The untold story behind the first great sports film.
On July 4, 1939, baseball great Lou Gehrig stood in Yankee Stadium and gave a speech that contained the phrase that would become legendary: “I consider myself the luckiest man on the face of the earth.”
He died two years later and his fiery widow, Eleanor, wanted nothing more than to keep his memory alive. With her forceful will, she and the irascible producer Samuel Goldwyn quickly agreed to make a film based on Gehrig’s life, “The Pride of the Yankees.” Goldwyn didn’t understand — or care about — baseball. For him this film was the emotional story of a quiet, modest hero who married a spirited woman who was the love of his life, and, after a storied career, gave a short speech that transformed his legacy. With the world at war and soldiers dying on foreign soil, it was the kind of movie America needed.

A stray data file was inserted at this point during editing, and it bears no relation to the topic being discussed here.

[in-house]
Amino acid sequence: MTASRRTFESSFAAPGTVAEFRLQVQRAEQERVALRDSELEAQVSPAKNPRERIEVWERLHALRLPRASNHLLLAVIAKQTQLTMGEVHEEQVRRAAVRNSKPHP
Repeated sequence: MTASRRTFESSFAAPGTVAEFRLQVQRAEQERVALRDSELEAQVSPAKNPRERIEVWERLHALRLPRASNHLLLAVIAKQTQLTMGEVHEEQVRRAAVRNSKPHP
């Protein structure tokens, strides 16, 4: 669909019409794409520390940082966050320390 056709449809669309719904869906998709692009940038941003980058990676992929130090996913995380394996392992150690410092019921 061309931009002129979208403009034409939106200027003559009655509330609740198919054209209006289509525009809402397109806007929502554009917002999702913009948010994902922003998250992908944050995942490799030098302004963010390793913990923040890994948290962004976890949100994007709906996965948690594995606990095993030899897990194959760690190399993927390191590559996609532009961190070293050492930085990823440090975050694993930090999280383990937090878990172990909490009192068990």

Using original scripts, letters, memos, and other rare documents, Richard Sandomir tells the behind-the-scenes story of how a classic was born. The search to find the actor to play Gehrig; the stunning revelations Eleanor made to the scriptwriter Paul Gallico about her life with Lou; the intensive training Gary Cooper underwent to learn how to catch, throw, and hit a baseball for the first time.
Join Richard Sandomir for our intimate Clubhouse conversation on Thursday, June 22. RSVP required to attend.
Autographed and personalized copies of “The Pride of the Yankees: Lou Gehrig, Gary Cooper, and the Making of a Classic” will be available for purchase. The author will sign only books purchased in the Clubhouse.
Richard Sandomir is an author and a reporter with the “New York Times.”